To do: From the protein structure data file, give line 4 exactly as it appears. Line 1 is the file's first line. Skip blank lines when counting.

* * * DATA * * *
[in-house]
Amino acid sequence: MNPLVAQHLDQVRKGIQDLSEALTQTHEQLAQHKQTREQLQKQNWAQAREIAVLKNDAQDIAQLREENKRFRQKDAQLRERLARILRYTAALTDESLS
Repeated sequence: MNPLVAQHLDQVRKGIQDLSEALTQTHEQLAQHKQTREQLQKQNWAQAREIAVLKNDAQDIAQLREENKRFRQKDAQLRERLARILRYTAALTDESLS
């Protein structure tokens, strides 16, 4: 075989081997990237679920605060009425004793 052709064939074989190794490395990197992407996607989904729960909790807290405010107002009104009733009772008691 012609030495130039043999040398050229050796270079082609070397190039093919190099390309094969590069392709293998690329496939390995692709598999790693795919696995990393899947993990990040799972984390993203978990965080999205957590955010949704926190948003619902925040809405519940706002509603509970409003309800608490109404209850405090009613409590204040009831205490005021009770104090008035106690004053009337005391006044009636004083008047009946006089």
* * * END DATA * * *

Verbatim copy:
């Protein structure tokens, strides 16, 4: 075989081997990237679920605060009425004793 052709064939074989190794490395990197992407996607989904729960909790807290405010107002009104009733009772008691 012609030495130039043999040398050229050796270079082609070397190039093919190099390309094969590069392709293998690329496939390995692709598999790693795919696995990393899947993990990040799972984390993203978990965080999205957590955010949704926190948003619902925040809405519940706002509603509970409003309800608490109404209850405090009613409590204040009831205490005021009770104090008035106690004053009337005391006044009636004083008047009946006089």